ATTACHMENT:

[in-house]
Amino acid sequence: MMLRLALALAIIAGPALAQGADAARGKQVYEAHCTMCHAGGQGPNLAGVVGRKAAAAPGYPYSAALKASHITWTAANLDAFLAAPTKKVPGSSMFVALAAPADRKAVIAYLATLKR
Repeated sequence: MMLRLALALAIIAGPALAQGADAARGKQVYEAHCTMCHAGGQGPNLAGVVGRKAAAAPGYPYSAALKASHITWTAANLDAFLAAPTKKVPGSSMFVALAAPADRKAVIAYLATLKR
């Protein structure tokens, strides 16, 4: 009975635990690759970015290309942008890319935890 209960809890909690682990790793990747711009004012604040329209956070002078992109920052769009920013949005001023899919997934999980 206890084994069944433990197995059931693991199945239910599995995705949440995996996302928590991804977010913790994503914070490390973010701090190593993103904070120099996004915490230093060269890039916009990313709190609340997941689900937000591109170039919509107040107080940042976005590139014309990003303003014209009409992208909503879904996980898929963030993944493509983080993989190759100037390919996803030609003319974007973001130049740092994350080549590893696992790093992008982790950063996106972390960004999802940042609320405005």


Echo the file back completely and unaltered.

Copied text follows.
[in-house]
Amino acid sequence: MMLRLALALAIIAGPALAQGADAARGKQVYEAHCTMCHAGGQGPNLAGVVGRKAAAAPGYPYSAALKASHITWTAANLDAFLAAPTKKVPGSSMFVALAAPADRKAVIAYLATLKR
Repeated sequence: MMLRLALALAIIAGPALAQGADAARGKQVYEAHCTMCHAGGQGPNLAGVVGRKAAAAPGYPYSAALKASHITWTAANLDAFLAAPTKKVPGSSMFVALAAPADRKAVIAYLATLKR
């Protein structure tokens, strides 16, 4: 009975635990690759970015290309942008890319935890 209960809890909690682990790793990747711009004012604040329209956070002078992109920052769009920013949005001023899919997934999980 206890084994069944433990197995059931693991199945239910599995995705949440995996996302928590991804977010913790994503914070490390973010701090190593993103904070120099996004915490230093060269890039916009990313709190609340997941689900937000591109170039919509107040107080940042976005590139014309990003303003014209009409992208909503879904996980898929963030993944493509983080993989190759100037390919996803030609003319974007973001130049740092994350080549590893696992790093992008982790950063996106972390960004999802940042609320405005």